Unplug & Recharge//

Coffee Shops Want You To Get Offline Already

Take your morning latte with a side of conversation.

Image courtesy of Unsplash

You, your laptop and a full day of work walk into a coffee shop — only to discover that there’s no Wi-Fi. This might sound like something out of a freelancer’s nightmare, but Wi-Fi-less cafes are becoming more common, as the New York Times reports.

Coffee shops like HotBlack Coffee in Toronto and Cafe Grumpy in New York are deliberately Wi-Fi-less in hopes of getting customers to, you know, actually talk to each other.

HotBlack president Jimson Bienenstock spoke to the NYT about creating the offline cafe, a move that’s getting a surprising amount of press. Bienenstock, who lived abroad for 15 years, said the phenomenon of setting up shop to do work in a cafe is unique to North America. He adds that not providing his customers with Wi-Fi isn’t “revolutionary” but a response to people being so caught up in their screens that they’ve forgotten the fine art of face-to-face communication.

Some cafes deliberately design spaces that aren’t conducive to work, including narrowly-designed counters that are “less accommodating for laptops,” according to NYT. Of Cafe Grumpy’s seven locations in New York and Brooklyn, only their Greenpoint location has Wi-Fi or ample work space — the rest are deliberately offline.

Whether this strategy will actually work is a different story: You can take the Wi-Fi out of a screen-centric society, but it won’t get rid of the screens or guarantee the people will start conversing. But the move is important, even if only symbolically. And encouragingly, the trend of spaces trying to get us to focus on each other instead of our devices is growing. This restaurant, for example, gives people a discount if they go an entire meal without using their phones.

While it’s sad that we need Wi-Fi-less cafes or monetary incentives to actually talk to the people around us, these spaces signal an awareness of the role technology plays in our ability to connect with others. Plus, as we all learn to set healthier boundaries with screens in the digital age, getting some help from our most-frequented places can’t hurt.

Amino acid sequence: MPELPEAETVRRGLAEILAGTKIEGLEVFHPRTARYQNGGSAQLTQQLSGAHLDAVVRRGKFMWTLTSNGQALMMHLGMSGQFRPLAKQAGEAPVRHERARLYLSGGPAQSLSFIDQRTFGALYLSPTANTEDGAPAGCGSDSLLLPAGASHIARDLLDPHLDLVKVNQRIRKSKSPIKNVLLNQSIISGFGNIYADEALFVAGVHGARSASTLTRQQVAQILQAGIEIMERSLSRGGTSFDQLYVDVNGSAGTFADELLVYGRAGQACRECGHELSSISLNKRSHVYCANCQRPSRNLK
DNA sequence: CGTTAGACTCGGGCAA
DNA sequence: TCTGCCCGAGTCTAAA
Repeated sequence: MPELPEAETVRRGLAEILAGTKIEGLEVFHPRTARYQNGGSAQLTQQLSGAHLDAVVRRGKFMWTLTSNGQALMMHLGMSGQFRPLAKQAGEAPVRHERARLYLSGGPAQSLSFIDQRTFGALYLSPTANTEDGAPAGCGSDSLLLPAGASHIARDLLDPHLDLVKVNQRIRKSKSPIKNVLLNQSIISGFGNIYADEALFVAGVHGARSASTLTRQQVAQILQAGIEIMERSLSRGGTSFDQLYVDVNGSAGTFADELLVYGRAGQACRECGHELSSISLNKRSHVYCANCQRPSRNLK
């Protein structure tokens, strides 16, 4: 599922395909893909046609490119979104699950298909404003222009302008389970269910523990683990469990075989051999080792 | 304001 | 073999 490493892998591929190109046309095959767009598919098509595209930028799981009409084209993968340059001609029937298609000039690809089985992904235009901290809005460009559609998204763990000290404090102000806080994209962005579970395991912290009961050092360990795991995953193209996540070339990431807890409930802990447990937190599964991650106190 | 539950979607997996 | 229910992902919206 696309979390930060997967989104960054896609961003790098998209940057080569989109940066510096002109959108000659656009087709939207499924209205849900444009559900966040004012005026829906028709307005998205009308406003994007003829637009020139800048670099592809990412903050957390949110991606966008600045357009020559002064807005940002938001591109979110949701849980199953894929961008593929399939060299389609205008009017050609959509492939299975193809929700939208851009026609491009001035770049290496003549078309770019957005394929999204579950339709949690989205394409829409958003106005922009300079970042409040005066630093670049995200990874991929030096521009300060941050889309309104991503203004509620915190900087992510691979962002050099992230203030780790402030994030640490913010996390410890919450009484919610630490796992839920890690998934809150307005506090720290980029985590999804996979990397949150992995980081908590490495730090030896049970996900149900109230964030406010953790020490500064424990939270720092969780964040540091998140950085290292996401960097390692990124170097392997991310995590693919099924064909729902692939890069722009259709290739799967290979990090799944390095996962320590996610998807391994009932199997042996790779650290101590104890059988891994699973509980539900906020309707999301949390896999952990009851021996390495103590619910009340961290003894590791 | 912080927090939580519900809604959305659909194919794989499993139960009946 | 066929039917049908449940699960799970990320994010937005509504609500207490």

Read more on the NYT.

Originally published at medium.com

Share your comments below. Please read our commenting guidelines before posting. If you have a concern about a comment, report it here.

You might also like...

Modern Absurdity//

People are ‘Expressing’ Themselves Via Wi-Fi Names and it Needs to Stop

by Shelby Lorman
Working vacations can give you the best of both worlds — as long as you strike the right balance.
Community//

How to Take a Working Vacation That Actually Works

by Serenity Gibbons
Carina Knig/EyeEm/Getty Images
Time Well Spent//

I Traveled for Four Weeks Trying to Balance Work and Vacation

by Justin Bariso

Sign up for the Thrive Global newsletter

Will be used in accordance with our privacy policy.

Thrive Global
People look for retreats for themselves, in the country, by the coast, or in the hills . . . There is nowhere that a person can find a more peaceful and trouble-free retreat than in his own mind. . . . So constantly give yourself this retreat, and renew yourself.

- MARCUS AURELIUS

We use cookies on our site to give you the best experience possible. By continuing to browse the site, you agree to this use. For more information on how we use cookies, see our Privacy Policy.